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Aldo Leopold Wilderness

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A large forested hill, mottled with stripes of evergreen trees and large groves of deciduous trees in bright yellow autumn color.
Library image #609: McKnight Mountain


The United States Congress designated the Aldo Leopold Wilderness (map) in 1980 and it now has a total of 203,548 acres. All of this wilderness is located in New Mexico and is managed by the Forest Service.


Named for one of history’s most influential conservationists, the Aldo Leopold Wilderness protects the roughest, wildest portions of one of New Mexico’s roughest, wildest corners: the Black Range. The Forest Service manages this 202,016-acre wilderness, which was established in 1980 and lies just east of Forest Service Road 150 from the even bigger Gila Wilderness.

Terrain The Aldo Leopard Wilderness drapes the southern spine and subsidiary ridges of the north-south-running Black Range, mostly composed of Tertiary-era volcanics. McKnight Mountain rears to 10,165 feet in the southern portion of the wilderness, marking the highest summit in the range. The topography is rugged, consisting of sharp ridges and broad benches broken by deep canyons. The Continental Divide hugs a portion of the Black Range crest to 10,015-foot Reeds Peak, where it curves southwestward out of the wilderness.

Major drainages include the Mimbres River, Diamond Creek, and the headwater streams of Seco Creek. Some springs and creeks are seasonal, while others are perennial.

Ecology From canyon riparian communities of willows, cottonwoods, boxelder, and Arizona sycamore, slopes in the Aldo Leopold Wilderness rise through juniper, pinyon, ponderosa pine, and oak woodlands to about the 7,000-foot level. Higher montane and subalpine forests include Engelmann and blue spruce, white and subalpine fir, and quaking aspen.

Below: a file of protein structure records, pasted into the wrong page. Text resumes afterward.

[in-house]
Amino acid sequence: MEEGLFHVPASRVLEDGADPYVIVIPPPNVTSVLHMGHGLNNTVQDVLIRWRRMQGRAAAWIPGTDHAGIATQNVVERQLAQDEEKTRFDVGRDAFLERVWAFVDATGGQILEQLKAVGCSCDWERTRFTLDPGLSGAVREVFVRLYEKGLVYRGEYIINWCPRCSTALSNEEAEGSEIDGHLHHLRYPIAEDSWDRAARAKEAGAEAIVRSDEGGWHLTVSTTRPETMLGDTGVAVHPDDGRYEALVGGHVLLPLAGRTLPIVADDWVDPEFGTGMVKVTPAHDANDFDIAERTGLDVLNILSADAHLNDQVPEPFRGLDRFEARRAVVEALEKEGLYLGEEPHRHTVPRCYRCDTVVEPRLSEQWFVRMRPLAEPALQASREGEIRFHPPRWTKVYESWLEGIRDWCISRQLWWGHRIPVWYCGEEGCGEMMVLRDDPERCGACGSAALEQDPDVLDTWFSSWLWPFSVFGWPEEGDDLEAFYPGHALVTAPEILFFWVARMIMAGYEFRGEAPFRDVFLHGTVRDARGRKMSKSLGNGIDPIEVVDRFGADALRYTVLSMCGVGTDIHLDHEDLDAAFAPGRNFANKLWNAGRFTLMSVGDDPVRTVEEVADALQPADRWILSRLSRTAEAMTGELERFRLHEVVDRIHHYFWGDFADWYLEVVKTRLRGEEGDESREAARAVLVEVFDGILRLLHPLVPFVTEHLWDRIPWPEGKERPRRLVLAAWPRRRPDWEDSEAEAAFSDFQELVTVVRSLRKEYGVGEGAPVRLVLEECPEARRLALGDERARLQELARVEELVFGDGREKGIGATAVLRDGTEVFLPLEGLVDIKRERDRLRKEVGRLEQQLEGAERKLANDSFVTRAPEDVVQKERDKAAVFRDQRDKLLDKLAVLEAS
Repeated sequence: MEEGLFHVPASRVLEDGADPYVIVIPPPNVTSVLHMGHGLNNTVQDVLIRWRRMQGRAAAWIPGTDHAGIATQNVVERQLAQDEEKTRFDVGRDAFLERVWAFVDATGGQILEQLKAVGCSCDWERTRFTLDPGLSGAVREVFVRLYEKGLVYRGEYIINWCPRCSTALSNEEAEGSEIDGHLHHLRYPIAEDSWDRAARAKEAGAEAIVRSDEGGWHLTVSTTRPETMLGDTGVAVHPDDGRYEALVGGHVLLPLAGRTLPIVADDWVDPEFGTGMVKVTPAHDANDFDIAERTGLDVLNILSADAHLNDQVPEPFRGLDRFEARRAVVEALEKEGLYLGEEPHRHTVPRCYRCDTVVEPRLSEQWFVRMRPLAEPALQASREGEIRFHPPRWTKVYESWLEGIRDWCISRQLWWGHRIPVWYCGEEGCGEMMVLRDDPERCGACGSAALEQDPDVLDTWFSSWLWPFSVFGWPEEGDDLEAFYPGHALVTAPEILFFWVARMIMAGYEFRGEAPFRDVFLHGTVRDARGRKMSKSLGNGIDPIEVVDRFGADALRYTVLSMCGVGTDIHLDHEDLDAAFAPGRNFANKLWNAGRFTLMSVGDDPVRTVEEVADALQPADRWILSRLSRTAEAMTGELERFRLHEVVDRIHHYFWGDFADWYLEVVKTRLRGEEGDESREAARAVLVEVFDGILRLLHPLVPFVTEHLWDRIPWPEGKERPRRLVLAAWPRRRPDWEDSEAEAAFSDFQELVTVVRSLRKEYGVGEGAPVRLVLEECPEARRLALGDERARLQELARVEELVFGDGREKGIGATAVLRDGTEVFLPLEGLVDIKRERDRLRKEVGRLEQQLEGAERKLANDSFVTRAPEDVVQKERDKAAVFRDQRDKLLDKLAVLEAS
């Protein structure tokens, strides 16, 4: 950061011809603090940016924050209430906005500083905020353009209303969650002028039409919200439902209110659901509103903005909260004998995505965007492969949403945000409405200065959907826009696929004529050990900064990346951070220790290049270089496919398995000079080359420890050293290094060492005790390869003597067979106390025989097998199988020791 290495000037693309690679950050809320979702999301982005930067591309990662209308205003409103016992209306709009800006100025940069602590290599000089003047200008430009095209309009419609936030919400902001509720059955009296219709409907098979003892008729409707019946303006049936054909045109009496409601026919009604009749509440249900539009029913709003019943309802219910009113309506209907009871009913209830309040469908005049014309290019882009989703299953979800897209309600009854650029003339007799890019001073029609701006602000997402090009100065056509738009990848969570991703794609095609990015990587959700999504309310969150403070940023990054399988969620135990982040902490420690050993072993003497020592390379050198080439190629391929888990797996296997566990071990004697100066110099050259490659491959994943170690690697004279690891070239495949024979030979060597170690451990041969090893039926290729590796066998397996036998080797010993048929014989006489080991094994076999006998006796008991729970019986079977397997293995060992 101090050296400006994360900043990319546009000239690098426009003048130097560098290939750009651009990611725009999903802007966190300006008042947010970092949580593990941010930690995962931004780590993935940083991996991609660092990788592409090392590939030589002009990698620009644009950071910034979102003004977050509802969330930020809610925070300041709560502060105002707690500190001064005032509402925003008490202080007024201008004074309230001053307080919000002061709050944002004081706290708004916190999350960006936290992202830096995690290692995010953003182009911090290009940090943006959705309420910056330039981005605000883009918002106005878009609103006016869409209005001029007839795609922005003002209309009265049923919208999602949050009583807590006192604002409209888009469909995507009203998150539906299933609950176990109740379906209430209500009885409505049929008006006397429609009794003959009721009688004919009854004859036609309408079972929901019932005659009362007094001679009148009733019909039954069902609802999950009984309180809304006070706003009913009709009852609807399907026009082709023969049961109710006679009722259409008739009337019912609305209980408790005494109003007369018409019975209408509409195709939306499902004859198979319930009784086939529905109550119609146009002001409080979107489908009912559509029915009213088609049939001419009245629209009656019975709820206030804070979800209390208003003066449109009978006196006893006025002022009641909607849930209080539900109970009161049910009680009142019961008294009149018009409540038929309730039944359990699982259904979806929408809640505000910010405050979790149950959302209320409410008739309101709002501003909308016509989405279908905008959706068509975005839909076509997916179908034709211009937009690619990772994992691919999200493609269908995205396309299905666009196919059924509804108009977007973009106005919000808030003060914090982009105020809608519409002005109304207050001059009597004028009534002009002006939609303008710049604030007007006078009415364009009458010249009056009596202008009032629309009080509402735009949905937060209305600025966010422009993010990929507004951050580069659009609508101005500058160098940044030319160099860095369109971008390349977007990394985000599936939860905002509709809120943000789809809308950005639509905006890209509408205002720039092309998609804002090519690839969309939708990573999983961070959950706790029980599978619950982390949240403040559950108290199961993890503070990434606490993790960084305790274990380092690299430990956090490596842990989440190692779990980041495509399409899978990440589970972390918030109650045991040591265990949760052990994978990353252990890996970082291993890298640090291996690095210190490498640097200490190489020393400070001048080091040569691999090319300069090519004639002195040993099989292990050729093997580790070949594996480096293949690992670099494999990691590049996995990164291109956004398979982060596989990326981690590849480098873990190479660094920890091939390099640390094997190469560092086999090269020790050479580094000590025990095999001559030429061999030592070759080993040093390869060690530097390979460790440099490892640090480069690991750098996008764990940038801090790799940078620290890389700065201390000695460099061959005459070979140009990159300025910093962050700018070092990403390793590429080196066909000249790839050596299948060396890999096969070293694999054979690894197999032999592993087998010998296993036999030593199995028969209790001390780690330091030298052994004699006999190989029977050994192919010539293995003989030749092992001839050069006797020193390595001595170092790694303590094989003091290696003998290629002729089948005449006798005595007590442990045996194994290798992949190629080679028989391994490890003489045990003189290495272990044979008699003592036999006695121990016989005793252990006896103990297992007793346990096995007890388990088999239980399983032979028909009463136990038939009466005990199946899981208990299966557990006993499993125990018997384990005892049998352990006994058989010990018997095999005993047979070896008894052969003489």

Wildlife is rich. Small creatures include numerous kinds of lizards, snakes, rodents, and bats, while medium- to large-sized mammals range from gray foxes, bobcats, and ringtails to coyotes, black bears, mountain lions, mule deer, and elk. The Wilderness also falls within the U.S. Fish and Wildlife Service’s recovery area for Mexican gray wolves, first reintroduced into the region in 1998.

Notes The Wilderness is named for Aldo Leopold, a pioneering ecologist and conservationist best known for his seminal 1949 text on the “land ethic,” A Sand County Almanac (and Sketches Here and There). In his early career, Leopold worked for the Forest Service in the Southwest and was instrumental in the designation of the country’s (and world’s) first wilderness area, the Gila Wilderness, which adjoins the Aldo Leopold Wilderness.

A 33-mile-plus section of the Continental Divide Trail traverses the Aldo Leopold Wilderness, and there are also many miles of additional hiking trails.

Planning to Visit the Aldo Leopold Wilderness?

Leave No Trace

How to follow the seven standard Leave No Trace principles differs in different parts of the country (desert vs. Rocky Mountains). Click on any of the principles listed below to learn more about how they apply in the Aldo Leopold Wilderness.
  1. Plan Ahead and Prepare
  2. Travel and Camp on Durable Surfaces
  3. Dispose of Waste Properly
  4. Leave What You Find
  5. Minimize Campfire Impacts
  6. Respect Wildlife
  7. Be Considerate of Other Visitors
For more information on Leave No Trace, Visit the Leave No Trace, Inc. website.

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